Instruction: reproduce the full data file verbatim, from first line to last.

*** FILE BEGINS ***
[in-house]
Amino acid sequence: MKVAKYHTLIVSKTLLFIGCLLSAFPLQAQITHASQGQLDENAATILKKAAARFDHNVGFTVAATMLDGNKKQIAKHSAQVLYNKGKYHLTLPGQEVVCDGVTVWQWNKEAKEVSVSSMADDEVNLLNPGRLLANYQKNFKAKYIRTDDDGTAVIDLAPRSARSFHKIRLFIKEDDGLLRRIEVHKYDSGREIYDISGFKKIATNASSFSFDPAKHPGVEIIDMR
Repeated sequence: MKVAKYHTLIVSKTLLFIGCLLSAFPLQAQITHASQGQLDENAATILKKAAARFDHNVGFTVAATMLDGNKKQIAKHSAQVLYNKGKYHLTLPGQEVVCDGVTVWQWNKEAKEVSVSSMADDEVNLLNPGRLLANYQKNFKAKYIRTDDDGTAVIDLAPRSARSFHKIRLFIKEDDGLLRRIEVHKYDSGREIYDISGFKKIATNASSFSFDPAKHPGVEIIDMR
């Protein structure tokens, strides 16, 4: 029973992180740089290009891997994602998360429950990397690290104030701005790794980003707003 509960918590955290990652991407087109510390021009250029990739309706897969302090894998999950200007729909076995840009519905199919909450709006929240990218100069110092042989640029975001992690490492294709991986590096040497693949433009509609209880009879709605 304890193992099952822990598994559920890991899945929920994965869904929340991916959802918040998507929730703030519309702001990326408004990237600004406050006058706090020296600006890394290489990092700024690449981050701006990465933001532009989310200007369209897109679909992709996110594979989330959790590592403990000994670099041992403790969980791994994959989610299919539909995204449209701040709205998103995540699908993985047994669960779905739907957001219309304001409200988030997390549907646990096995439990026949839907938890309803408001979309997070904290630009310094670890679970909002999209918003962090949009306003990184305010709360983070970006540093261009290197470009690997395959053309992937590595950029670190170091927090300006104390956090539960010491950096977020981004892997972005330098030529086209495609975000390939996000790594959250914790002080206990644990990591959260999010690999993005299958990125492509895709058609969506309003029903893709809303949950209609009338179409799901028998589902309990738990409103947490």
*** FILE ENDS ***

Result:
[in-house]
Amino acid sequence: MKVAKYHTLIVSKTLLFIGCLLSAFPLQAQITHASQGQLDENAATILKKAAARFDHNVGFTVAATMLDGNKKQIAKHSAQVLYNKGKYHLTLPGQEVVCDGVTVWQWNKEAKEVSVSSMADDEVNLLNPGRLLANYQKNFKAKYIRTDDDGTAVIDLAPRSARSFHKIRLFIKEDDGLLRRIEVHKYDSGREIYDISGFKKIATNASSFSFDPAKHPGVEIIDMR
Repeated sequence: MKVAKYHTLIVSKTLLFIGCLLSAFPLQAQITHASQGQLDENAATILKKAAARFDHNVGFTVAATMLDGNKKQIAKHSAQVLYNKGKYHLTLPGQEVVCDGVTVWQWNKEAKEVSVSSMADDEVNLLNPGRLLANYQKNFKAKYIRTDDDGTAVIDLAPRSARSFHKIRLFIKEDDGLLRRIEVHKYDSGREIYDISGFKKIATNASSFSFDPAKHPGVEIIDMR
């Protein structure tokens, strides 16, 4: 029973992180740089290009891997994602998360429950990397690290104030701005790794980003707003 509960918590955290990652991407087109510390021009250029990739309706897969302090894998999950200007729909076995840009519905199919909450709006929240990218100069110092042989640029975001992690490492294709991986590096040497693949433009509609209880009879709605 304890193992099952822990598994559920890991899945929920994965869904929340991916959802918040998507929730703030519309702001990326408004990237600004406050006058706090020296600006890394290489990092700024690449981050701006990465933001532009989310200007369209897109679909992709996110594979989330959790590592403990000994670099041992403790969980791994994959989610299919539909995204449209701040709205998103995540699908993985047994669960779905739907957001219309304001409200988030997390549907646990096995439990026949839907938890309803408001979309997070904290630009310094670890679970909002999209918003962090949009306003990184305010709360983070970006540093261009290197470009690997395959053309992937590595950029670190170091927090300006104390956090539960010491950096977020981004892997972005330098030529086209495609975000390939996000790594959250914790002080206990644990990591959260999010690999993005299958990125492509895709058609969506309003029903893709809303949950209609009338179409799901028998589902309990738990409103947490």